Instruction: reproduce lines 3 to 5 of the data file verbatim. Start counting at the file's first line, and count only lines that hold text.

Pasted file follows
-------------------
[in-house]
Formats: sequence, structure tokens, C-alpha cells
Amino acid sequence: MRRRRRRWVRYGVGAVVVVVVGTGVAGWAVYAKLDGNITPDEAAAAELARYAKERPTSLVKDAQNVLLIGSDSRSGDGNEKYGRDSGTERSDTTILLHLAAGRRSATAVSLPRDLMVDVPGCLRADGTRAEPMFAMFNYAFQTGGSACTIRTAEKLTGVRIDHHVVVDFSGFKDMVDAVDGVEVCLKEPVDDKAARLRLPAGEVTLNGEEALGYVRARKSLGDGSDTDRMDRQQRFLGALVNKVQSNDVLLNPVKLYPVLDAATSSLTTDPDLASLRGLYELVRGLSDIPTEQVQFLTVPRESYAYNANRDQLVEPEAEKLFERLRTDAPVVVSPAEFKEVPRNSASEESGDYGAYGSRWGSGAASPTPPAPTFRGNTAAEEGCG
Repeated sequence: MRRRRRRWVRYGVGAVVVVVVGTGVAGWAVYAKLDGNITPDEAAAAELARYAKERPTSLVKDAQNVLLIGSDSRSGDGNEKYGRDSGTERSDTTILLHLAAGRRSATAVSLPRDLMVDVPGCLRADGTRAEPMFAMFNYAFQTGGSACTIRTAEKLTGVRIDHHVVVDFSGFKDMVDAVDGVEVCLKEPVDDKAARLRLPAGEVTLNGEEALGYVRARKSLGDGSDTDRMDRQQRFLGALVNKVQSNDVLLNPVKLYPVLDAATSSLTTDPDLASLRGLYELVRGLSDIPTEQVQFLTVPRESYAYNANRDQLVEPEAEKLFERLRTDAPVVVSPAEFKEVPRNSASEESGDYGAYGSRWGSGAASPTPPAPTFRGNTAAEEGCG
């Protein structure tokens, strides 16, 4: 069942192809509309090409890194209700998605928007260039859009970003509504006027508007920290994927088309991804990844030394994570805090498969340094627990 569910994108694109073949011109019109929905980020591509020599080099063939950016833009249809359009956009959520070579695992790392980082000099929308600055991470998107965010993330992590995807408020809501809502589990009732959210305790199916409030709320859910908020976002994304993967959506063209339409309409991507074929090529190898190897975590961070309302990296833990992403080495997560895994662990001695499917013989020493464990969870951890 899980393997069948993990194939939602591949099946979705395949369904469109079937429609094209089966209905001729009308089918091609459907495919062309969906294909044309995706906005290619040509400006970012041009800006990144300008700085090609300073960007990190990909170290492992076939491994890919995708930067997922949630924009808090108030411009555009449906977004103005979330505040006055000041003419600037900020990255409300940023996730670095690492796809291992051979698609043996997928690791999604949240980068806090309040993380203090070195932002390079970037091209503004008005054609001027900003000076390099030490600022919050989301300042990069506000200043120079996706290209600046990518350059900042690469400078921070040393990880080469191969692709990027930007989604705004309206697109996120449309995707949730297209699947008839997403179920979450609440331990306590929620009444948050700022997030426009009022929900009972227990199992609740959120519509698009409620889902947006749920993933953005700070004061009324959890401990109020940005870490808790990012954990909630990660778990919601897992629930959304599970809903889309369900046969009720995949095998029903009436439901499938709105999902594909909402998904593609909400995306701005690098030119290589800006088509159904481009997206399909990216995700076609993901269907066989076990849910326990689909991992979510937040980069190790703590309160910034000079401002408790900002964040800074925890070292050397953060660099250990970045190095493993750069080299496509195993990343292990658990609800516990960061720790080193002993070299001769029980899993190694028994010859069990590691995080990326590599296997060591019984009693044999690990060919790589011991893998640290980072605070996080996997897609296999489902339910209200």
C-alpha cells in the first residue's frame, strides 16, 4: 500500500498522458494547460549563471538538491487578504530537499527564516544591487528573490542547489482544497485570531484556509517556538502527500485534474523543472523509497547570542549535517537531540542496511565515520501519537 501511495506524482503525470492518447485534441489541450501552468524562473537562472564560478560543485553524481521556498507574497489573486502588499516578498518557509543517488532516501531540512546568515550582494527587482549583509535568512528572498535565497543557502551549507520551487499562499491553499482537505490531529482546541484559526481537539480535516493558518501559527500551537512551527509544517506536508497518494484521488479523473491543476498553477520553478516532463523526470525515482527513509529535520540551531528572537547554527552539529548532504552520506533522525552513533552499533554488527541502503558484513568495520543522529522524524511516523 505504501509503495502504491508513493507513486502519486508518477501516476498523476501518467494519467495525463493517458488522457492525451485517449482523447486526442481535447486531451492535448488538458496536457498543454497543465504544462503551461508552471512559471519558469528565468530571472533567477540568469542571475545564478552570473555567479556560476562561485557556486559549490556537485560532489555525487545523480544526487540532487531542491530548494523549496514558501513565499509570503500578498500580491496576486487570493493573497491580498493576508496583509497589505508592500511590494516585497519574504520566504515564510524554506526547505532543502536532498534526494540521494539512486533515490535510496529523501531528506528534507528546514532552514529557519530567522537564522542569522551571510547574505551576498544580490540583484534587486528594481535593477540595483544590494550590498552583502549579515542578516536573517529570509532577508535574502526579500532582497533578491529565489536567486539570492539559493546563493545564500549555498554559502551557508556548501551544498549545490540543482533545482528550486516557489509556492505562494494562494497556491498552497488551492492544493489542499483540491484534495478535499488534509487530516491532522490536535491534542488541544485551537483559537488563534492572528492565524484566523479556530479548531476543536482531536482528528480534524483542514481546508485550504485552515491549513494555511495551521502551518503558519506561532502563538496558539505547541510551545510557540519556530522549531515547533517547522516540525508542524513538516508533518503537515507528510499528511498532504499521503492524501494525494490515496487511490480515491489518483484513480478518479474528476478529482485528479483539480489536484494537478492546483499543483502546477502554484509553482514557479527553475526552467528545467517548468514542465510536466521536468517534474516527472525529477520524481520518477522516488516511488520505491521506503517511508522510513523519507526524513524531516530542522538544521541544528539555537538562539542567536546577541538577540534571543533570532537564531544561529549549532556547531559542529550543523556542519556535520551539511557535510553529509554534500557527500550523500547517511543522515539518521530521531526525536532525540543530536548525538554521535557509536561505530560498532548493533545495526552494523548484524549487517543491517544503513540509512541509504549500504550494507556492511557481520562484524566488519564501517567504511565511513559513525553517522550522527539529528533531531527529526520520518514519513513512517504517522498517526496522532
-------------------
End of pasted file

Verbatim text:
Amino acid sequence: MRRRRRRWVRYGVGAVVVVVVGTGVAGWAVYAKLDGNITPDEAAAAELARYAKERPTSLVKDAQNVLLIGSDSRSGDGNEKYGRDSGTERSDTTILLHLAAGRRSATAVSLPRDLMVDVPGCLRADGTRAEPMFAMFNYAFQTGGSACTIRTAEKLTGVRIDHHVVVDFSGFKDMVDAVDGVEVCLKEPVDDKAARLRLPAGEVTLNGEEALGYVRARKSLGDGSDTDRMDRQQRFLGALVNKVQSNDVLLNPVKLYPVLDAATSSLTTDPDLASLRGLYELVRGLSDIPTEQVQFLTVPRESYAYNANRDQLVEPEAEKLFERLRTDAPVVVSPAEFKEVPRNSASEESGDYGAYGSRWGSGAASPTPPAPTFRGNTAAEEGCG
Repeated sequence: MRRRRRRWVRYGVGAVVVVVVGTGVAGWAVYAKLDGNITPDEAAAAELARYAKERPTSLVKDAQNVLLIGSDSRSGDGNEKYGRDSGTERSDTTILLHLAAGRRSATAVSLPRDLMVDVPGCLRADGTRAEPMFAMFNYAFQTGGSACTIRTAEKLTGVRIDHHVVVDFSGFKDMVDAVDGVEVCLKEPVDDKAARLRLPAGEVTLNGEEALGYVRARKSLGDGSDTDRMDRQQRFLGALVNKVQSNDVLLNPVKLYPVLDAATSSLTTDPDLASLRGLYELVRGLSDIPTEQVQFLTVPRESYAYNANRDQLVEPEAEKLFERLRTDAPVVVSPAEFKEVPRNSASEESGDYGAYGSRWGSGAASPTPPAPTFRGNTAAEEGCG
């Protein structure tokens, strides 16, 4: 069942192809509309090409890194209700998605928007260039859009970003509504006027508007920290994927088309991804990844030394994570805090498969340094627990 569910994108694109073949011109019109929905980020591509020599080099063939950016833009249809359009956009959520070579695992790392980082000099929308600055991470998107965010993330992590995807408020809501809502589990009732959210305790199916409030709320859910908020976002994304993967959506063209339409309409991507074929090529190898190897975590961070309302990296833990992403080495997560895994662990001695499917013989020493464990969870951890 899980393997069948993990194939939602591949099946979705395949369904469109079937429609094209089966209905001729009308089918091609459907495919062309969906294909044309995706906005290619040509400006970012041009800006990144300008700085090609300073960007990190990909170290492992076939491994890919995708930067997922949630924009808090108030411009555009449906977004103005979330505040006055000041003419600037900020990255409300940023996730670095690492796809291992051979698609043996997928690791999604949240980068806090309040993380203090070195932002390079970037091209503004008005054609001027900003000076390099030490600022919050989301300042990069506000200043120079996706290209600046990518350059900042690469400078921070040393990880080469191969692709990027930007989604705004309206697109996120449309995707949730297209699947008839997403179920979450609440331990306590929620009444948050700022997030426009009022929900009972227990199992609740959120519509698009409620889902947006749920993933953005700070004061009324959890401990109020940005870490808790990012954990909630990660778990919601897992629930959304599970809903889309369900046969009720995949095998029903009436439901499938709105999902594909909402998904593609909400995306701005690098030119290589800006088509159904481009997206399909990216995700076609993901269907066989076990849910326990689909991992979510937040980069190790703590309160910034000079401002408790900002964040800074925890070292050397953060660099250990970045190095493993750069080299496509195993990343292990658990609800516990960061720790080193002993070299001769029980899993190694028994010859069990590691995080990326590599296997060591019984009693044999690990060919790589011991893998640290980072605070996080996997897609296999489902339910209200």